MONTPELIER – After a controversial decision to crack down on sales tax from online retailers such as Amazon.com, the state of Vermont has decided to also begin collecting taxes on gifts from Santa Claus, starting this Christmas. The move is expected to bring in significant revenue, although how the state plans to collect the tax has not been fully fleshed out.
“Santa may be giving those gifts away for free, but they still have value,” said state Representative Grover Reacher. “This is a huge, multi-billion dollar industry that is getting away with not paying anything to the state of Vermont. We will begin collecting a tax on those gifts. How Santa chooses to absorb those costs is his business. And once we find the North Pole, you can be sure we will find a way to collect.”
Reacher also went on to explain that this tax is not technically a sales tax, but that we probably wouldn’t understand the nuances of the plan. He declined to explain further, or to provide details as to what kind of tax he believes this is.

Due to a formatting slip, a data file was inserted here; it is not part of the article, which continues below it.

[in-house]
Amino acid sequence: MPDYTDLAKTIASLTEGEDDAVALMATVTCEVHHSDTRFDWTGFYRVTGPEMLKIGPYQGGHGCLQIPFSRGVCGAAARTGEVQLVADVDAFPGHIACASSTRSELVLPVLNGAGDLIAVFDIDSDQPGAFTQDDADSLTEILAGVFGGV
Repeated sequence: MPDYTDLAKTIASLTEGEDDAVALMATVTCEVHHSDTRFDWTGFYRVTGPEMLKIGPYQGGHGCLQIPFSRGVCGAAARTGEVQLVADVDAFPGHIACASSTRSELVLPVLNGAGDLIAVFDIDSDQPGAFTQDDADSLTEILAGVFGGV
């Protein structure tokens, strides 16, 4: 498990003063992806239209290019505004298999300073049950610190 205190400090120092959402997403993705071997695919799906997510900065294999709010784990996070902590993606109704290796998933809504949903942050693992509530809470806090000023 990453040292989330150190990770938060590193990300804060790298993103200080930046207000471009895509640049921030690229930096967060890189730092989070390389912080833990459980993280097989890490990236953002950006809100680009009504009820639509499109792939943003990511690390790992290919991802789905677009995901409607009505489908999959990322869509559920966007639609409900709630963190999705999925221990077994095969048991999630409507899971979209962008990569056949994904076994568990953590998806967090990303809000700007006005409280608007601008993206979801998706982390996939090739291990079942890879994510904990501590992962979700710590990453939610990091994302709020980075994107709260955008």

Mr. Claus was not available for comment, but an employee of the North Pole who spoke on condition of anonymity suggested that children may wake up to find a small tax bill attached to each of their Christmas presents on the morning of the 25th.
“We’ve got to defray the costs somehow,” said the source. “It won’t be much, couple bucks per kid at the most, but Santa doesn’t even use money. How else are we going to pay? The last thing Mr. C. needs right now is an audit.”
After the recent allowance tax, some children are worried that they won’t be able to pay the additional tax on the gifts. The North Pole is reportedly hoping to delay the tax payment until the end of fiscal year 2018, leaving the children a whole year to come up with the cash, which they can leave alongside the milk and cookies next Christmas Eve to ensure continued gift delivery.
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